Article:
The FANTOM Consortium has published two papers in the Genome Research journal that shed new light into the main regulatory networks that govern the types of cells found in different vertebrate species. They also provide new insights on how the RNA regulates the function and identity of cells.
Robotics system for automated large-scale perturbation of long non-coding RNAs. Image Credit: RIKEN.
Twenty years ago, the FANTOM Consortium was founded at RIKEN to go beyond genomics and study RNA—called the transcriptome.
Interpreting the transcriptome is important to achieve more advancements in the field of biology, because while the cells in the human body share the same kind of genomic DNA, their diversity is credited to their RNA composition, with over 400 types of cells defined and many more believed to exist.
Hence, interpreting the way RNA is expressed is crucial for learning how each type of cell establishes its distinctive behavior, morphology, and function by triggering particular transcriptional programs. The two studies that were published recently were built on the CAGE technology. This technology was designed at RIKEN to profile the transcriptome through next-generation sequencers.
In the initial study (Alam et al.), transcriptome data obtained from corresponding primary cell types in dog, chicken, mouse, rat, and human were compared. While the researchers observed that the transcriptome quantified by the CAGE technology for the same type of cell differed significantly between species, they noted a key regulatory network that defines each type of cell common between species.
Generally, the genes encoding products implicated in RNA biology in the cell nucleus were stimulated consistently in the same type of cell, irrespective of the species.
We identified genes acting within the nucleus whose usage was conserved for 100's of millions of years of evolution. On the other hand, genes that primarily act in communication between cells had diverged and were being used differently in different species, implying that the distinctive phenotype of each species is to a great extent due to the specific way that cells in an organism communicate with each other.”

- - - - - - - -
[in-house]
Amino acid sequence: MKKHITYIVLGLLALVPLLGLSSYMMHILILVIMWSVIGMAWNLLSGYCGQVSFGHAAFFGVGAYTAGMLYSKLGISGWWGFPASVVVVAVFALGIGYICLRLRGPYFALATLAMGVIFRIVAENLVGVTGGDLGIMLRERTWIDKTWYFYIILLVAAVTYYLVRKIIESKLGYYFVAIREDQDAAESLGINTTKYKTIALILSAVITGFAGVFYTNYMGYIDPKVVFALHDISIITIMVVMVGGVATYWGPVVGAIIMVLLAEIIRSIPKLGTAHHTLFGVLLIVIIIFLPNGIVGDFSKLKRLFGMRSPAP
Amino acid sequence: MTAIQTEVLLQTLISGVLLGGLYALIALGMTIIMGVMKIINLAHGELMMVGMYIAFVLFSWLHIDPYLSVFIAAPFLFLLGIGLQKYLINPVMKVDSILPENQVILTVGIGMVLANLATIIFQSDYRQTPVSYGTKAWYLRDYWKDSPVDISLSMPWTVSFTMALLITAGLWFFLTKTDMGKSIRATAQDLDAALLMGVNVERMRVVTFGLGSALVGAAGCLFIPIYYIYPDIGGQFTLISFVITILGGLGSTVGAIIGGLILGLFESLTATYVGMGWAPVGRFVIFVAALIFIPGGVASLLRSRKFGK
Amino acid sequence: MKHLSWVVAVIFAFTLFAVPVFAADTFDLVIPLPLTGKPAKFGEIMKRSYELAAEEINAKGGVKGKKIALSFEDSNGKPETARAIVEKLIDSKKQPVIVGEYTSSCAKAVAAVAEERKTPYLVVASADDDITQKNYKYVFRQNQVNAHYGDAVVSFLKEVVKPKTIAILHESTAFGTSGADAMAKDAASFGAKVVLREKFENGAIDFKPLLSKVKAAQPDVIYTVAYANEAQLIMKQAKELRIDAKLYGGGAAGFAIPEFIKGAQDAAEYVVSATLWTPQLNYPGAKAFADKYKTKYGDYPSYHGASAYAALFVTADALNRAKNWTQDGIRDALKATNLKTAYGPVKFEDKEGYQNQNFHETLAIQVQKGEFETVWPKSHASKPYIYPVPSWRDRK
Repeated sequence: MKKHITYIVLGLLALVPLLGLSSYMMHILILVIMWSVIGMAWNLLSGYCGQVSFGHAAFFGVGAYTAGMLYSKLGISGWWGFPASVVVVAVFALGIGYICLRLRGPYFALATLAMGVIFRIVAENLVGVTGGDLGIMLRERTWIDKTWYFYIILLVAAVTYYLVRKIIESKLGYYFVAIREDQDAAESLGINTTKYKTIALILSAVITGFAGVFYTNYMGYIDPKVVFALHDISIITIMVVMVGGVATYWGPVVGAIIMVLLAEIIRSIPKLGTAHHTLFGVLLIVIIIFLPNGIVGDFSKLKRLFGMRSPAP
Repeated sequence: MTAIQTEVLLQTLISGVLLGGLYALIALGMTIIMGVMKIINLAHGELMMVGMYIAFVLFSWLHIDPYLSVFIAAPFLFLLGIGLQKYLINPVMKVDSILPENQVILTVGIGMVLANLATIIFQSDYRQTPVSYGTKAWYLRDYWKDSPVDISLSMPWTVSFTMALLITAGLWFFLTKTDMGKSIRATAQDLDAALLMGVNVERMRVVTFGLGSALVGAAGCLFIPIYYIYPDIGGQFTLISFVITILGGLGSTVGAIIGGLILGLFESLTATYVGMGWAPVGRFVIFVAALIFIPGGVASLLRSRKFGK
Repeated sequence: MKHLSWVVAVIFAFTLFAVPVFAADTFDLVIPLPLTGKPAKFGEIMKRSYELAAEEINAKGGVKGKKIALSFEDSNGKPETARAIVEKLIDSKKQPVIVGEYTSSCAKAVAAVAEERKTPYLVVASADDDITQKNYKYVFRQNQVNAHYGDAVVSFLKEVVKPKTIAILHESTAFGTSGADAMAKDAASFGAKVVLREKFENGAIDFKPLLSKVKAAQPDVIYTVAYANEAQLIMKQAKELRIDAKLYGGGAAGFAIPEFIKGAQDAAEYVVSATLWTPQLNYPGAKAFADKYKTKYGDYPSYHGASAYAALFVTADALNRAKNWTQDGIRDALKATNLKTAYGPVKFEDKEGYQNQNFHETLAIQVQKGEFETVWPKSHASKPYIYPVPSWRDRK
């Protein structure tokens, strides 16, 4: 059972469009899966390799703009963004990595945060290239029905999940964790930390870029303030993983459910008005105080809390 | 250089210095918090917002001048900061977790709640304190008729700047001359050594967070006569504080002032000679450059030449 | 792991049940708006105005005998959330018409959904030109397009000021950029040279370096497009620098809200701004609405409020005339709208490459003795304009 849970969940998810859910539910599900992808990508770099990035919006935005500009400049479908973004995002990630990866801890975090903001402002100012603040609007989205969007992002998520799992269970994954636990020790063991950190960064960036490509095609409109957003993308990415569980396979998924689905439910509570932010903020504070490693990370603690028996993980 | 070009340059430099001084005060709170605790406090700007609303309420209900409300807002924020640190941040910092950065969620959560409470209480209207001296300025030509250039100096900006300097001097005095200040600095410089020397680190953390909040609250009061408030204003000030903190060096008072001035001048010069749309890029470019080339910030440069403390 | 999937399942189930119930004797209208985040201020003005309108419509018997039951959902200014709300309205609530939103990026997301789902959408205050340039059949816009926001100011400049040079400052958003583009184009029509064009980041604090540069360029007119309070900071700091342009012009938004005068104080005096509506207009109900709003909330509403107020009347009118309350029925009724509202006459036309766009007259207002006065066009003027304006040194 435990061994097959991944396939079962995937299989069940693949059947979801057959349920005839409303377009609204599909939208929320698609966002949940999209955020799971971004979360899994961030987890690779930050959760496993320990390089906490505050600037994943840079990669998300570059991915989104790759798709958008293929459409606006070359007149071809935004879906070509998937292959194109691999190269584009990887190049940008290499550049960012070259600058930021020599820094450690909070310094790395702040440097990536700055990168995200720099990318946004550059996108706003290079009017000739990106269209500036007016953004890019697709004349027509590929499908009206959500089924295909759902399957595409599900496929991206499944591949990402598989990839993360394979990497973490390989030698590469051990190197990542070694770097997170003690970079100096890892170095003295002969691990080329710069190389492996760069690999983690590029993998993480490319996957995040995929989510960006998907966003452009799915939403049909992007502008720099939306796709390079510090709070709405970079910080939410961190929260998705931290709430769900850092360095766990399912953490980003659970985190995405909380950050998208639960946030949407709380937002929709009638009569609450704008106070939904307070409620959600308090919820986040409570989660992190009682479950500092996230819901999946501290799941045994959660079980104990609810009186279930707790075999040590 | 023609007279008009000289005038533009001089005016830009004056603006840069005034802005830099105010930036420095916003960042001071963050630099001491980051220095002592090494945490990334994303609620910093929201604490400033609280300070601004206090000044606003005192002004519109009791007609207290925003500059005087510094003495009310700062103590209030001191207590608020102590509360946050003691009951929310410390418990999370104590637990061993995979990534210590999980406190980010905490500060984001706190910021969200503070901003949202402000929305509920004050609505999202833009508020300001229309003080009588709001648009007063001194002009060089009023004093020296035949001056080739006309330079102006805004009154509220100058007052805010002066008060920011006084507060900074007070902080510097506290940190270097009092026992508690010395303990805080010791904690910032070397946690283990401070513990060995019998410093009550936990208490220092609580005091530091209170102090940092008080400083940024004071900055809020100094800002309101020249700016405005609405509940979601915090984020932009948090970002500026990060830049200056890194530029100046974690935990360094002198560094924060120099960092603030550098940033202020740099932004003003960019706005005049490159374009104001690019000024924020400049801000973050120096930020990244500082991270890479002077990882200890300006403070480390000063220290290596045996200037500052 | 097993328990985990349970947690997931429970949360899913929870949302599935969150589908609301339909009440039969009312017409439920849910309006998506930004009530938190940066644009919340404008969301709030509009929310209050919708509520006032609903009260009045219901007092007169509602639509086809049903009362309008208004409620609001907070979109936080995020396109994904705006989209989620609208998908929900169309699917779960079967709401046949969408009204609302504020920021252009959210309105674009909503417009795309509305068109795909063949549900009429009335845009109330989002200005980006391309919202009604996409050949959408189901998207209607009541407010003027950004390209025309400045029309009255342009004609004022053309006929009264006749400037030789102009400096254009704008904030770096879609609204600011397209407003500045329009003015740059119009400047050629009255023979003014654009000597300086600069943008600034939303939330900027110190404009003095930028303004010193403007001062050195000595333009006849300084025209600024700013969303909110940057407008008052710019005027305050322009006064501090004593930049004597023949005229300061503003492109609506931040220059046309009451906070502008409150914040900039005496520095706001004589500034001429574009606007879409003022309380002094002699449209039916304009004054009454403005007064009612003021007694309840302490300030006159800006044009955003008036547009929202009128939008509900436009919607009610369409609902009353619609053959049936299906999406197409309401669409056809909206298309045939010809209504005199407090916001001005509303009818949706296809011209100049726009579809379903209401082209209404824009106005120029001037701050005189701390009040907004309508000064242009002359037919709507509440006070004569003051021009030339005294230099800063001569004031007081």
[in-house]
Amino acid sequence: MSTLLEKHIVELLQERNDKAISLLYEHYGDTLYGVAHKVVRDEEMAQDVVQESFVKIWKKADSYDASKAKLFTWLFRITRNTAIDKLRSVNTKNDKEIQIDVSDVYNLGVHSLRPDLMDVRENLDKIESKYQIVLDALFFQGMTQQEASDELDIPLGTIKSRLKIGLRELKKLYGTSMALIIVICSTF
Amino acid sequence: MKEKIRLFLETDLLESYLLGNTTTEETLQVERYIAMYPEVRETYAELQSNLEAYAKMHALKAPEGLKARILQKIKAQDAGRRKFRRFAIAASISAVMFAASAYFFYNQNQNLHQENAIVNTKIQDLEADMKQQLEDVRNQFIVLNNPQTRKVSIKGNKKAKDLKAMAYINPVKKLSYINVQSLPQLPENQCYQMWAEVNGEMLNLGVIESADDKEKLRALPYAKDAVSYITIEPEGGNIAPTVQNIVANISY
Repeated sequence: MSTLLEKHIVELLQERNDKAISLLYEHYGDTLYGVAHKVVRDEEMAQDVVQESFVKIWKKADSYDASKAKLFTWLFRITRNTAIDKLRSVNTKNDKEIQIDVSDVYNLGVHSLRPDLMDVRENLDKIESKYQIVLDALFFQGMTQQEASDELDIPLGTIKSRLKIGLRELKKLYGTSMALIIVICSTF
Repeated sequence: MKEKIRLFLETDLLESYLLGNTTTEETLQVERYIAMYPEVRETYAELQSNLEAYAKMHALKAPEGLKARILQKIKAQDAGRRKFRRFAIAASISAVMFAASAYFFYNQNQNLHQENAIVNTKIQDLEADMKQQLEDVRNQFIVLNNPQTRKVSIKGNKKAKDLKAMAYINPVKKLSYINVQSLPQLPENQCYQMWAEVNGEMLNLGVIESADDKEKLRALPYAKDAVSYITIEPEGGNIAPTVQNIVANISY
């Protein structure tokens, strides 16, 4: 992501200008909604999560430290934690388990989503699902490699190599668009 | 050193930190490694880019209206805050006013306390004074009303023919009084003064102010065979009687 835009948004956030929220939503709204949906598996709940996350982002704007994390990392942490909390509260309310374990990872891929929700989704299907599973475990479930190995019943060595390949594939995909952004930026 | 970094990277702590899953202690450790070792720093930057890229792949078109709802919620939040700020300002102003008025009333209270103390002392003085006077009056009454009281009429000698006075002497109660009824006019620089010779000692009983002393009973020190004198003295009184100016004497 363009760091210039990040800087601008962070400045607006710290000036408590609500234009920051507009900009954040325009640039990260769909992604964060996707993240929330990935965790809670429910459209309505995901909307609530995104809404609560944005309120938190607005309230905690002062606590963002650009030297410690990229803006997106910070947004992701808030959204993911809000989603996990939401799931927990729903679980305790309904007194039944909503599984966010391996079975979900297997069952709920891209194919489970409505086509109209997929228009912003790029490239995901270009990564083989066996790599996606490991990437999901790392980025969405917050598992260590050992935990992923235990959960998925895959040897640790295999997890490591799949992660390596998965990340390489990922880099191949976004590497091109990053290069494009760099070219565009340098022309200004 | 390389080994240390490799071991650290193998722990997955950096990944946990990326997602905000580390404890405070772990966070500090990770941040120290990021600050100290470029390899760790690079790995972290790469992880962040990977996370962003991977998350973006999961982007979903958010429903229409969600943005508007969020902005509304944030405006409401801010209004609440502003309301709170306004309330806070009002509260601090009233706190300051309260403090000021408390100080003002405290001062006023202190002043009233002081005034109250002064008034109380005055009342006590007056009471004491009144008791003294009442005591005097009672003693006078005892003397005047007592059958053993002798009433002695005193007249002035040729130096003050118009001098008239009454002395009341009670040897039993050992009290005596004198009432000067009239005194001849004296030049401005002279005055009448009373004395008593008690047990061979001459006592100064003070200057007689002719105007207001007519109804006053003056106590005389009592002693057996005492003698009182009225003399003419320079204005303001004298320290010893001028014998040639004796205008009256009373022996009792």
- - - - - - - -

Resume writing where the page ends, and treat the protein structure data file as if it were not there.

Michiel de Hoon, Study Corresponding Author, RIKEN
The second study (Ramilowski J., Yip CW., et al.), which is part of the new edition of the project FANTOM 6—investigated human long non-coding RNAs. These RNAs outnumber the protein-coding genes in mammals but their functions still remain unclear.
With the help of an automated robotics system, the scientists selectively targeted almost 300 long non-coding RNAs to inhibit human fibroblast cells and integrated live cell imaging with the CAGE technology to watch how cells react at both the molecular and cellular levels.
It was critical to automate our efforts as much as possible to reduce biases in our experimental design, and to quickly identify and correct any that remained.”
Jay Shin, Study Corresponding Author, RIKEN
Based on the study, the researchers found that more than 25% of long non-coding RNAs affect the morphology and growth of cells and also impact the migration of cells, which is crucial in cancer.
Unexpectedly, targeting different variants or isoforms of the same long non-coding RNA resulted in profoundly different molecular and cellular phenotypes, leading to the alluring conjecture that every long non-coding RNA isoform created by a cell may have its own particular regulatory function.
Deep CAGE profiling of the molecular state of the cells after suppression of each long non-coding RNA allowed us to perform a functional analysis of long non-coding RNAs at an unprecedented level, and provides a valuable resource for a detailed investigating and understanding of the RNA biology and its potential application to enhancing human health.”
Jordan Ramilowski, Study First Author, RIKEN
Piero Carninci remarked, “Although this is still a pilot project, the results show involvement of lncRNAs in a broad variety of cellular processes and functions, which makes the case for extension of these studies to a broader number of cells and lncRNAs.”
“We are excited to see that these RNAs, often considered ‘junk’ when discovered some 15 years ago, are often proven to be functional. We also believe that that the nomenclature should shift from ‘non-coding’ to terminology that better reflects their role, such as ‘regulatory RNAs’ or ‘structural RNAs’,” concluded Carninci.
Ramilowski, J. A., et al. (2020) Functional annotation of human long noncoding RNAs via molecular phenotyping. Genome Research. doi/10.1101/gr.254219.119.